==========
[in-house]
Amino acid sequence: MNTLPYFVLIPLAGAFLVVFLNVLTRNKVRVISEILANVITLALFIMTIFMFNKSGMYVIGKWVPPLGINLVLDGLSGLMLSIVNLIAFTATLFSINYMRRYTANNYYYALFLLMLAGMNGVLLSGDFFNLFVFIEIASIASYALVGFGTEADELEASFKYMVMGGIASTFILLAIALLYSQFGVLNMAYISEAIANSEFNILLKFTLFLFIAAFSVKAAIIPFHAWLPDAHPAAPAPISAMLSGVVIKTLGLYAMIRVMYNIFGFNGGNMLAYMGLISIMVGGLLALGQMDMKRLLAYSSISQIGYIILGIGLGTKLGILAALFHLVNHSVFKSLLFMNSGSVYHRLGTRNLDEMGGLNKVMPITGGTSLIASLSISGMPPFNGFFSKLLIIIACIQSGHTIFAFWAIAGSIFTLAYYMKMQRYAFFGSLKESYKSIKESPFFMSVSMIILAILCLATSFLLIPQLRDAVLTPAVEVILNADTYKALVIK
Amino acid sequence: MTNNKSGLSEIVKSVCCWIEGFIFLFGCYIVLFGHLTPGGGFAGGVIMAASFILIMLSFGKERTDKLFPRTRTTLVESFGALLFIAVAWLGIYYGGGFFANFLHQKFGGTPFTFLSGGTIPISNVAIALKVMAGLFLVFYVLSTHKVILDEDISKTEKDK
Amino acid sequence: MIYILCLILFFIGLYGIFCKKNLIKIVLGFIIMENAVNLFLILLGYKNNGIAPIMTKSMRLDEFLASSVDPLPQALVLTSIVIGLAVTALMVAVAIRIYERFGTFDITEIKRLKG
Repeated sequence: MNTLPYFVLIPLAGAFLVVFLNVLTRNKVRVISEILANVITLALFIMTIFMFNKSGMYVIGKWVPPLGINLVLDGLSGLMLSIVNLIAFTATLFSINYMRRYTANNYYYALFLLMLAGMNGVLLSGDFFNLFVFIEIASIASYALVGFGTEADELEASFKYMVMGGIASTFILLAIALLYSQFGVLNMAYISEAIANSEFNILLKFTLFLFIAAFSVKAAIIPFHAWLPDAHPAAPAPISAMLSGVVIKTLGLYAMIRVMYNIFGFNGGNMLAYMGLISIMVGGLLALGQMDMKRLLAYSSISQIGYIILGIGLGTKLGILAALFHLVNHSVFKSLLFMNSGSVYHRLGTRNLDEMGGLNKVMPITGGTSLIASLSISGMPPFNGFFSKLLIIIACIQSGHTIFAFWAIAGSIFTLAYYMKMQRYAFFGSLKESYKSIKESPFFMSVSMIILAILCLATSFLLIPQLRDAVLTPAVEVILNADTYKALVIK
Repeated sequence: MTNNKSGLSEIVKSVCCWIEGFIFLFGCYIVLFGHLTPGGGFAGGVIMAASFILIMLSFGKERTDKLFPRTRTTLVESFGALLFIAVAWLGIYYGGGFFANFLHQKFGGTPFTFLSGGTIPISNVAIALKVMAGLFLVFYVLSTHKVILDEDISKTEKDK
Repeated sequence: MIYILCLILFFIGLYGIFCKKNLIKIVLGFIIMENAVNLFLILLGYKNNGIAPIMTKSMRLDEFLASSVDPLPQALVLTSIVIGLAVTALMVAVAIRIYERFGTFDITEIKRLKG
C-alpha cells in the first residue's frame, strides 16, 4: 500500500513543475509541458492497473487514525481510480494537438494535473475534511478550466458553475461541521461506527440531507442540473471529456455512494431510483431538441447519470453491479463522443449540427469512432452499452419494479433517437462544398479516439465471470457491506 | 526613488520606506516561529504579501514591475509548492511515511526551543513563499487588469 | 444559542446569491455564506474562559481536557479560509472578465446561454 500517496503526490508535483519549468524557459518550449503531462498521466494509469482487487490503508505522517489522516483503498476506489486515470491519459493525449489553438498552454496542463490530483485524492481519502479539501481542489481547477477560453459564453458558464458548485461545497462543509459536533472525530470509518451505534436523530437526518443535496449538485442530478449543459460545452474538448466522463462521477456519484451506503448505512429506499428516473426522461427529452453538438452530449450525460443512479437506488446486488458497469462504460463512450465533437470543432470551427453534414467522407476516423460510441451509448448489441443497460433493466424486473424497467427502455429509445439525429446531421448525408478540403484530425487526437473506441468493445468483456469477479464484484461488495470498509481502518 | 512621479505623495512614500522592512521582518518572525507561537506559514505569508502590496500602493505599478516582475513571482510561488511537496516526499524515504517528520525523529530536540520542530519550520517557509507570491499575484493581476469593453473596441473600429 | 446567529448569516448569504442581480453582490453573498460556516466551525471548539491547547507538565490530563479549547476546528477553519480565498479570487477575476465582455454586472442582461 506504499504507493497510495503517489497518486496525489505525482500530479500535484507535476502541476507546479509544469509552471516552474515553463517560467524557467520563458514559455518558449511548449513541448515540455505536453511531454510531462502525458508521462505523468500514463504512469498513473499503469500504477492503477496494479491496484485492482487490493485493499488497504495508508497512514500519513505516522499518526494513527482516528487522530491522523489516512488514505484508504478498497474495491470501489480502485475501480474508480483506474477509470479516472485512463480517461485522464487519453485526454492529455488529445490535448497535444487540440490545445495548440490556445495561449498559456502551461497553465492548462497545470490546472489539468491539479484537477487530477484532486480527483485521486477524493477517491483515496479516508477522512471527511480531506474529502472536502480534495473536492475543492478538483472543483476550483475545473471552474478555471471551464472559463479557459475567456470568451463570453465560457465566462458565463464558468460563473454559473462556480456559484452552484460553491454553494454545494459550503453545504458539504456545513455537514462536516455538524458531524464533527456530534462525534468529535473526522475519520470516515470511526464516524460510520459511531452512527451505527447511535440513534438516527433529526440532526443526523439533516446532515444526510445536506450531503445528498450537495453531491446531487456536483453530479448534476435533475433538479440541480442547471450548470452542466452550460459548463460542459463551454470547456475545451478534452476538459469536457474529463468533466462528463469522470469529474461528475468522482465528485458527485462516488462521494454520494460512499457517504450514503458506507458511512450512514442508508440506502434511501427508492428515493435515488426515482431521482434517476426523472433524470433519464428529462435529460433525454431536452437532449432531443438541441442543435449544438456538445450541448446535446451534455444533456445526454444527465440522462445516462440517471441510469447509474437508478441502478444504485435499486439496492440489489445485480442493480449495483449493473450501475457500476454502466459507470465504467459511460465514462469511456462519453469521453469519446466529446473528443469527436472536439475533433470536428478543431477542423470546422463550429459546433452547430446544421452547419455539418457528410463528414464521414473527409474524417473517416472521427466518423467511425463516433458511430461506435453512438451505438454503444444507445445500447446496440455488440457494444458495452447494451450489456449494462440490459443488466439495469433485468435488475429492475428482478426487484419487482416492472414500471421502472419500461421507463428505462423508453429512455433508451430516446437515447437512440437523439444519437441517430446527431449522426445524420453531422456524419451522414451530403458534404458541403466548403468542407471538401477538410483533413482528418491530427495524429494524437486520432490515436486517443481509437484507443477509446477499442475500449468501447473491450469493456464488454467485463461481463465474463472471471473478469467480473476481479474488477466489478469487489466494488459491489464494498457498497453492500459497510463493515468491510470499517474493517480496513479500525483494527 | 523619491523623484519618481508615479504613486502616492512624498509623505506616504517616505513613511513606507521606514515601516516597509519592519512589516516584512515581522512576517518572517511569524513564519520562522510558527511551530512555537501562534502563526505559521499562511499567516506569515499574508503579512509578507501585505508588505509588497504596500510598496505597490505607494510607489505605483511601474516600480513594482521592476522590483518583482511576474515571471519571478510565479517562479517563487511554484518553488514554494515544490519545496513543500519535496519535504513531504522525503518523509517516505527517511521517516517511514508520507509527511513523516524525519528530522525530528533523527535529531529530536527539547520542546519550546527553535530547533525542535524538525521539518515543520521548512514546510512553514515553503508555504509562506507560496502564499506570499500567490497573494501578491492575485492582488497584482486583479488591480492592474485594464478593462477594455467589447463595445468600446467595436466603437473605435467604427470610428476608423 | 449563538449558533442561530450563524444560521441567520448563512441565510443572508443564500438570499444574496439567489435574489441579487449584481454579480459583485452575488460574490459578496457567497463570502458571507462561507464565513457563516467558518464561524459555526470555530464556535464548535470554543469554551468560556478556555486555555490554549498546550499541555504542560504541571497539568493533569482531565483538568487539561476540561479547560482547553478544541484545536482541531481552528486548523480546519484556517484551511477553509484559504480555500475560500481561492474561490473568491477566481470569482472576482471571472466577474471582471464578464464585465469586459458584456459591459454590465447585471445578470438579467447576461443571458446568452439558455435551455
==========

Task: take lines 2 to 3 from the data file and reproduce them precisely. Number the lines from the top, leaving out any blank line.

Amino acid sequence: MNTLPYFVLIPLAGAFLVVFLNVLTRNKVRVISEILANVITLALFIMTIFMFNKSGMYVIGKWVPPLGINLVLDGLSGLMLSIVNLIAFTATLFSINYMRRYTANNYYYALFLLMLAGMNGVLLSGDFFNLFVFIEIASIASYALVGFGTEADELEASFKYMVMGGIASTFILLAIALLYSQFGVLNMAYISEAIANSEFNILLKFTLFLFIAAFSVKAAIIPFHAWLPDAHPAAPAPISAMLSGVVIKTLGLYAMIRVMYNIFGFNGGNMLAYMGLISIMVGGLLALGQMDMKRLLAYSSISQIGYIILGIGLGTKLGILAALFHLVNHSVFKSLLFMNSGSVYHRLGTRNLDEMGGLNKVMPITGGTSLIASLSISGMPPFNGFFSKLLIIIACIQSGHTIFAFWAIAGSIFTLAYYMKMQRYAFFGSLKESYKSIKESPFFMSVSMIILAILCLATSFLLIPQLRDAVLTPAVEVILNADTYKALVIK
Amino acid sequence: MTNNKSGLSEIVKSVCCWIEGFIFLFGCYIVLFGHLTPGGGFAGGVIMAASFILIMLSFGKERTDKLFPRTRTTLVESFGALLFIAVAWLGIYYGGGFFANFLHQKFGGTPFTFLSGGTIPISNVAIALKVMAGLFLVFYVLSTHKVILDEDISKTEKDK